The turkey is ready so I’m taking a break. I’m getting wise in my old age: I’m doing the turkey and hosting; everyone else is bringing the rest of our Thanksgiving dinner. The everyone else is half our family. Today is the day that we pay attention to what we are thankful for in our lives. I’m thankful for my husband of 54 years, wonderful son, two daughters-in-law and my four amazing grandkids.
This year, I’m also thankful that I have a hobby that gives me brain exercise, physical exercise and wonderful friendships. Today’s images are from a day road trip to Napa Valley with Karen B. Don’t expect me to know the names of all the wineries we visited. The vines were yellowed and some were bare already. But, they were still beautiful.
We also visited the Veterans’ Home of California in Yountville. It’s nice that some of our aging veterans get to live in a place as beautiful as this campus, supported by the country they fought for–another thing to be thankful for.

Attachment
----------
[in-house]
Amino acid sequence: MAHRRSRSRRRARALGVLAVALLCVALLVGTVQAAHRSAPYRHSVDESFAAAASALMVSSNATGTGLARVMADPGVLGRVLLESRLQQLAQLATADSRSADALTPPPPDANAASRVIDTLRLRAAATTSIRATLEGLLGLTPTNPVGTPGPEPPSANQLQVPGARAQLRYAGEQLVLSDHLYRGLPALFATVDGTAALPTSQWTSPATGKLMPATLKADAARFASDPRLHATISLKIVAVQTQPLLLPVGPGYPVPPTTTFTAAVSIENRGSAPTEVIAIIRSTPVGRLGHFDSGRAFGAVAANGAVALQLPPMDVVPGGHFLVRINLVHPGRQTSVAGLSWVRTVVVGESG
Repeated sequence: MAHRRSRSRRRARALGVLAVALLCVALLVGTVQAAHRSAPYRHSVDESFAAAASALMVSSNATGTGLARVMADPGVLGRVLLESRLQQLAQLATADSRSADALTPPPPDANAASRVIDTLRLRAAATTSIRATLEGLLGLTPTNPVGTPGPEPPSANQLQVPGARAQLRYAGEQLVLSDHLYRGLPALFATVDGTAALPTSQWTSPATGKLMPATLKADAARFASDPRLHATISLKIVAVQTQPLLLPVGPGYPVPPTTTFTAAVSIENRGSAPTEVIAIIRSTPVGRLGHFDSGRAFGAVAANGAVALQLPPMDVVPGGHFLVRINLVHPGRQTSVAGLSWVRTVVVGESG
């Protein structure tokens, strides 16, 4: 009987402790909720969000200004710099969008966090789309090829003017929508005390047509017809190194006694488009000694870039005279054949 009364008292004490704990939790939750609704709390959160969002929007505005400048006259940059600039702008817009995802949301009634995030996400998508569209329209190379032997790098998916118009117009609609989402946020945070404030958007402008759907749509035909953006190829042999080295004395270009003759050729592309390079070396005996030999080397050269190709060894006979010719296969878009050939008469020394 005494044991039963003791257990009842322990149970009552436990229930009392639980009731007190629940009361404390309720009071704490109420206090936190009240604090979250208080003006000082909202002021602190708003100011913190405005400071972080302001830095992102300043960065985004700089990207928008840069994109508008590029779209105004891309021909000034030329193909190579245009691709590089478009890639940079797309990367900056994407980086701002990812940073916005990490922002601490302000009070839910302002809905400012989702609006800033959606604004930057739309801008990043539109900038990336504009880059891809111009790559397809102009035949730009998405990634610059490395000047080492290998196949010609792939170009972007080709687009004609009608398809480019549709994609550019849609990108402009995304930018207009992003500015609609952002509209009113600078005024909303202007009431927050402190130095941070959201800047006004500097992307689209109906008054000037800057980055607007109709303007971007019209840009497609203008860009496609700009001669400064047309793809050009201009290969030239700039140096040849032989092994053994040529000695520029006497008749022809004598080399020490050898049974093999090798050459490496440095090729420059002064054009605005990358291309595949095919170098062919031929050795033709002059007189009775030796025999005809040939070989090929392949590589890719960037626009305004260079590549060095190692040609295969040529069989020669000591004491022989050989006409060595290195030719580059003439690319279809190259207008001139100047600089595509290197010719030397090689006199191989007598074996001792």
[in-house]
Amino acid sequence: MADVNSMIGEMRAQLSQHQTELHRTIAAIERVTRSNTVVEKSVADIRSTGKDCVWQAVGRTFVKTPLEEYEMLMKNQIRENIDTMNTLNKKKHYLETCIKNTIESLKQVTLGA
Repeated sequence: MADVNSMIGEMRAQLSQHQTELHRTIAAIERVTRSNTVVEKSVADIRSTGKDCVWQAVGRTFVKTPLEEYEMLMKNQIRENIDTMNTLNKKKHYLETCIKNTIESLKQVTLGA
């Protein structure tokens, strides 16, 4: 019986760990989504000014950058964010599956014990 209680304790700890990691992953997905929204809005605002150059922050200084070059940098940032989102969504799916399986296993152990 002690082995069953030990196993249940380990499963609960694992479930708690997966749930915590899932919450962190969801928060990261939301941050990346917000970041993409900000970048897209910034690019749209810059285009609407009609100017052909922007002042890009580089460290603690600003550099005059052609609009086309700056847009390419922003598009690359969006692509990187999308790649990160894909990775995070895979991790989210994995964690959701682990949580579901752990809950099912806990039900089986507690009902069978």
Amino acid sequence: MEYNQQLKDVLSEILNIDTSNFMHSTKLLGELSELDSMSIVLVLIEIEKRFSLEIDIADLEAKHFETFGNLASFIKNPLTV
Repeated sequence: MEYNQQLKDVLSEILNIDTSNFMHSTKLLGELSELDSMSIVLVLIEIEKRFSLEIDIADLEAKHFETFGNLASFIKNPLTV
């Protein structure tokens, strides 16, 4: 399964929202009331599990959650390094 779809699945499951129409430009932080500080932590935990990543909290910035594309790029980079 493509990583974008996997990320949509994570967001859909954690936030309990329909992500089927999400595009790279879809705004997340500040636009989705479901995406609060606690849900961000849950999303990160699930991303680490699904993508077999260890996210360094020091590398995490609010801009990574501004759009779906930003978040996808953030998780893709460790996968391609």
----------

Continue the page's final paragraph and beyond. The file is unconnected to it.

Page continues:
It was a full day of shooting, driving, eating, and enjoying each other’s company. Yes, I’m grateful for including photography in my life. For my followers who live outside the U.S., think about your gratitude list. After all we should live in gratitude every day, not just on Thanksgiving!
A beautiful building on the grounds of the Veteran’s Home.
There’s also a cemetery.
This monument says it all.
It was foggy.
There’s also a golf course.
Out to the wineries.
It was mostly cloudy. But, the colors look more rich.
Most of the wineries had beautiful stores for wine tasting.
An unusual building that I couldn’t resist taking a shot of.
There’s still some yellow left in this vineyard.
I love the twisted texture of the vines.
This winery had a castle facade.
Here’s Karen concentrating on a shot.
An egret came out from under a small shelter.
Here it is walking the grounds.
Another look at the castle.
This peacock was showing off.
Color, color everywhere.
Here I sit contemplating the 1 1/2 shoots I still have to edit. I’m thinking I enjoy shooting more than editing. I don’t even edit a whole lot, but I’m behind. Maybe it’s because the last two outings have been all-day road trips. You know how those camera clicks can add up!
Plus, I’ve started printing. My son wanted two of my images printed on canvas, size 32 x 48 inches. Now that’s a big number for me. I also learned that for the aspect ratio of my camera I should be printing out 8 x 12 prints instead of 8 x 10. And, then I learned how to export from Lightroom to support the pixel count necessary to print large prints.